Another Way To Ease The Anger
Sometimes the complaint is the answer, but it can devolve into an emotional stink that drives people off. I know, because I’ve been so wounded from losing my family that I had to talk out my pain. I was afraid I’d burn up if I didn’t talk and talk.
But venting was like throwing pine branches across the flame. It got prettier, more elaborate, but burned hotter. My friends stopped calling. My husband threw up a wall. The fire popped and crackled, smelled acrid.
Then I discovered The Artist Way, which suggested I write three pages every morning. When the emotions flared, I opened my journal. Eventually, writing the drama became too much trouble. I felt like the word “Ugh” sounds. I learned to avoid the angry place, the complaint.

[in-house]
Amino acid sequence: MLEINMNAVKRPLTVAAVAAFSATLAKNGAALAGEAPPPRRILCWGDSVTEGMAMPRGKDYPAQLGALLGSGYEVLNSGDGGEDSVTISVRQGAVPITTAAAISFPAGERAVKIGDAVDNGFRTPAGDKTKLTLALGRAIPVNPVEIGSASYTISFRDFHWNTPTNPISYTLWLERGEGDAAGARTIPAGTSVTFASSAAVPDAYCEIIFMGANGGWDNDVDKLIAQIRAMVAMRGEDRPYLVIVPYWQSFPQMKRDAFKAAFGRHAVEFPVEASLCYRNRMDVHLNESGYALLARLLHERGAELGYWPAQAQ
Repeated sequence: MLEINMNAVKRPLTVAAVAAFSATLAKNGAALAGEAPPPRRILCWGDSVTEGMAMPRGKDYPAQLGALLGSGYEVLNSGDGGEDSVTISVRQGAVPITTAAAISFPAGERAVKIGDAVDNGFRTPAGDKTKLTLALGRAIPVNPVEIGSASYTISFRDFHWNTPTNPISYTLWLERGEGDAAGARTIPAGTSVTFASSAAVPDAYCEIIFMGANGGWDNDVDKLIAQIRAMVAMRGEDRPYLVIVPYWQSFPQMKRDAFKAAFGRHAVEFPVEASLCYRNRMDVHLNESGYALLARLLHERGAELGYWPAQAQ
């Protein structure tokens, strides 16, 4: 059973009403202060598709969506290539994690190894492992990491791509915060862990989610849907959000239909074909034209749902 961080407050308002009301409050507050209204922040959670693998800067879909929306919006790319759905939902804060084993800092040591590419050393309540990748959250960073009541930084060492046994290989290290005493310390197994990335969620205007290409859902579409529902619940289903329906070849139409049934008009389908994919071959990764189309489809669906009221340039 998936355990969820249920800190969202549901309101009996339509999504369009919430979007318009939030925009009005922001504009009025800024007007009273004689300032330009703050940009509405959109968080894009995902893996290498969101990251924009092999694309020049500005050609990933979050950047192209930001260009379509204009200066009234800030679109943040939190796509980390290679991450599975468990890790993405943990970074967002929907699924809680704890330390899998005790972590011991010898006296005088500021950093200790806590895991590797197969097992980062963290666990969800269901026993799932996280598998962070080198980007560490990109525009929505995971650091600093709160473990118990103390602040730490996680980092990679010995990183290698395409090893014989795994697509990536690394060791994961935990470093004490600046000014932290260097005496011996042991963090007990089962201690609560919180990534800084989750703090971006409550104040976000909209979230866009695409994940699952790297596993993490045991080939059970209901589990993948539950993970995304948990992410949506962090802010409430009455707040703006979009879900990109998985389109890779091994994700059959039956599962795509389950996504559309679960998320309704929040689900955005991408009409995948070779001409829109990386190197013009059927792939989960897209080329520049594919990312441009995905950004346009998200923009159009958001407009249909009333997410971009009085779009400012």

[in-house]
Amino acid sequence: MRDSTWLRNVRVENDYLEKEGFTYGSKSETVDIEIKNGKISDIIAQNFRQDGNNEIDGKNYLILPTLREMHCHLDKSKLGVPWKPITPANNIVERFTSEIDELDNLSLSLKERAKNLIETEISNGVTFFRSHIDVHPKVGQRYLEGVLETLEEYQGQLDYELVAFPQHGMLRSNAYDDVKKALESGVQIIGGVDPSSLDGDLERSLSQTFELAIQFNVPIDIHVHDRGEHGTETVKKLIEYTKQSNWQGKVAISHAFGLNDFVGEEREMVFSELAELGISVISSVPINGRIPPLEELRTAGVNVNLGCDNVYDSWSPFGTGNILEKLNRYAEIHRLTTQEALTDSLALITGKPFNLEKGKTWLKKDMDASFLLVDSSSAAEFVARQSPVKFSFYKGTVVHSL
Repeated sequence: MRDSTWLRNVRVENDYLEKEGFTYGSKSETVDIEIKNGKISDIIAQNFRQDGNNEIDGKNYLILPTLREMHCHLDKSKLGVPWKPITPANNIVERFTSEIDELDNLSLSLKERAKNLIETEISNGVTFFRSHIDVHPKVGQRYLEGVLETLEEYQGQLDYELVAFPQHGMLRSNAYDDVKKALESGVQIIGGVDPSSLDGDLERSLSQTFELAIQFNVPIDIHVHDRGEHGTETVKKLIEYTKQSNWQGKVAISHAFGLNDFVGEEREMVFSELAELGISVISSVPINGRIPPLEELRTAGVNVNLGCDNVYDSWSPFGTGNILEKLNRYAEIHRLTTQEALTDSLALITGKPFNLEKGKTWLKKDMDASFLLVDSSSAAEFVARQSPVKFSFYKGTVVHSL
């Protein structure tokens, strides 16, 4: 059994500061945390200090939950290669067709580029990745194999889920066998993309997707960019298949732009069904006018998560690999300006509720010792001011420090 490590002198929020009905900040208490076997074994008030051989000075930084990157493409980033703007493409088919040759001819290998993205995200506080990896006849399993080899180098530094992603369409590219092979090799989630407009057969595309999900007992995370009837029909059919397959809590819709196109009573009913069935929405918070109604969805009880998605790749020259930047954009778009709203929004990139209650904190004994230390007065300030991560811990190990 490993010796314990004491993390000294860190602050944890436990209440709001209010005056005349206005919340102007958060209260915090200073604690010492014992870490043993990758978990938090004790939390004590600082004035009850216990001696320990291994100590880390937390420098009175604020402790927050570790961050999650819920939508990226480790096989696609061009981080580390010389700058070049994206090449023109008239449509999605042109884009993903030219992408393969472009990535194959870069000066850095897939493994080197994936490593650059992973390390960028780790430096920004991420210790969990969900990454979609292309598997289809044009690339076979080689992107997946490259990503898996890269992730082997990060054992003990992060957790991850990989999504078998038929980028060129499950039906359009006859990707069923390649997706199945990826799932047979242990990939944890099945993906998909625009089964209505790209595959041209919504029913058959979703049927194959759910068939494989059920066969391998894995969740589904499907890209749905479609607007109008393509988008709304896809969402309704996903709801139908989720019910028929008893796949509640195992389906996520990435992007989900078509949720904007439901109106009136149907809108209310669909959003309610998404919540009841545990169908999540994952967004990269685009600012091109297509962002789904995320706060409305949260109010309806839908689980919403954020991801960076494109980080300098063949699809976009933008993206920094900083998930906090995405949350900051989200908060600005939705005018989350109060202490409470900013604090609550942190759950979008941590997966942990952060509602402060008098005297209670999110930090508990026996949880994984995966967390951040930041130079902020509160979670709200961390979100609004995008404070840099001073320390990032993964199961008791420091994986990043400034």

Some therapists might say I was burying trouble that would explode; but, no, that’s not it. I simply didn’t want to take the trouble to write out the drama swirling in my mind, so I didn’t let it swirl. There were no explosions. The fire died down.
During this time I read about how our brains are plastic, how we can retrain the way we think and, by gosh, I saw this in how I stopped obsessing, how my thoughts cleared, how I could finally listen to others telling me their stories.
There’s healing power in the perfect listening of the empty page and power in sitting through the anger, letting it pass.
I’m Katie Andraski, and that’s my perspective.